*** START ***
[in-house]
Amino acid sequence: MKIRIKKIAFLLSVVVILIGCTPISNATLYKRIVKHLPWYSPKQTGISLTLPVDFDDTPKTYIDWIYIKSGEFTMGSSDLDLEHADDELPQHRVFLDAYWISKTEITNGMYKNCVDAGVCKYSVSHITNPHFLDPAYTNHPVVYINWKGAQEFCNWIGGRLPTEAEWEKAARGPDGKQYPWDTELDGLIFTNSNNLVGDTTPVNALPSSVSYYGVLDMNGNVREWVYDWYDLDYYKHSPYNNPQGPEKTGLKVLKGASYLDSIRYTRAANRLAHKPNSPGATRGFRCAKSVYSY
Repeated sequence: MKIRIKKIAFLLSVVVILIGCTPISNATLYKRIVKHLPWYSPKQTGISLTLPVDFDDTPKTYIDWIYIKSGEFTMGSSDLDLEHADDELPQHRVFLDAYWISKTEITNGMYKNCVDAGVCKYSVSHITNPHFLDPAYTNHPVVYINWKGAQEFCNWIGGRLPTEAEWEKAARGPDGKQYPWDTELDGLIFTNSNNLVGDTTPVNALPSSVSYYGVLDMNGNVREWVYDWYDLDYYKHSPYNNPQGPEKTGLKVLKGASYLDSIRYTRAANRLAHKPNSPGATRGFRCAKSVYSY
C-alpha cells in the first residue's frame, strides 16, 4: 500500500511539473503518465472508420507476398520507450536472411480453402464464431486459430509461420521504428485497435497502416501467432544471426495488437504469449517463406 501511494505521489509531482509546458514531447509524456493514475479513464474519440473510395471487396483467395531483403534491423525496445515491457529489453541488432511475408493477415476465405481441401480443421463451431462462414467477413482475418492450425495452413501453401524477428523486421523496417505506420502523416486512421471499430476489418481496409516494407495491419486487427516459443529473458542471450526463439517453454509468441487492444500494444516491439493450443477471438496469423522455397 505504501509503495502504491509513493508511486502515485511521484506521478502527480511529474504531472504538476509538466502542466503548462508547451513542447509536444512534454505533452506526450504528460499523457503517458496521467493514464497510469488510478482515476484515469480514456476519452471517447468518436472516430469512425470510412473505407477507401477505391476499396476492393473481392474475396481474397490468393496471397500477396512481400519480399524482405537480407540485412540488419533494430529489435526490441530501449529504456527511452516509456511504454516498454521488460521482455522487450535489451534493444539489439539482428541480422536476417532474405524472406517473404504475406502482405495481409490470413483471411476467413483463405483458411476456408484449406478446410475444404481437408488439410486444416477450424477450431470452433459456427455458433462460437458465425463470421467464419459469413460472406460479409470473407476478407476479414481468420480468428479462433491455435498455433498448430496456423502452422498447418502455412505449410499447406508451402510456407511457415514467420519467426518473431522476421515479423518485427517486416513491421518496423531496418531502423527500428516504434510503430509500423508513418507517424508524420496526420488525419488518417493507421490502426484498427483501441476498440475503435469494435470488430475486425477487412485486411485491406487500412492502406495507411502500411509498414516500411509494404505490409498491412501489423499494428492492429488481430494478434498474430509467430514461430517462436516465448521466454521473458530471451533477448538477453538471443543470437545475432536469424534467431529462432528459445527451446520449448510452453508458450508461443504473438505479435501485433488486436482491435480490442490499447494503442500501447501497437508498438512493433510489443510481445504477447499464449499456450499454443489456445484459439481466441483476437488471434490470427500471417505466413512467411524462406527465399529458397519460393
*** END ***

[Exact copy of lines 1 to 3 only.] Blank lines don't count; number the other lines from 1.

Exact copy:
[in-house]
Amino acid sequence: MKIRIKKIAFLLSVVVILIGCTPISNATLYKRIVKHLPWYSPKQTGISLTLPVDFDDTPKTYIDWIYIKSGEFTMGSSDLDLEHADDELPQHRVFLDAYWISKTEITNGMYKNCVDAGVCKYSVSHITNPHFLDPAYTNHPVVYINWKGAQEFCNWIGGRLPTEAEWEKAARGPDGKQYPWDTELDGLIFTNSNNLVGDTTPVNALPSSVSYYGVLDMNGNVREWVYDWYDLDYYKHSPYNNPQGPEKTGLKVLKGASYLDSIRYTRAANRLAHKPNSPGATRGFRCAKSVYSY
Repeated sequence: MKIRIKKIAFLLSVVVILIGCTPISNATLYKRIVKHLPWYSPKQTGISLTLPVDFDDTPKTYIDWIYIKSGEFTMGSSDLDLEHADDELPQHRVFLDAYWISKTEITNGMYKNCVDAGVCKYSVSHITNPHFLDPAYTNHPVVYINWKGAQEFCNWIGGRLPTEAEWEKAARGPDGKQYPWDTELDGLIFTNSNNLVGDTTPVNALPSSVSYYGVLDMNGNVREWVYDWYDLDYYKHSPYNNPQGPEKTGLKVLKGASYLDSIRYTRAANRLAHKPNSPGATRGFRCAKSVYSY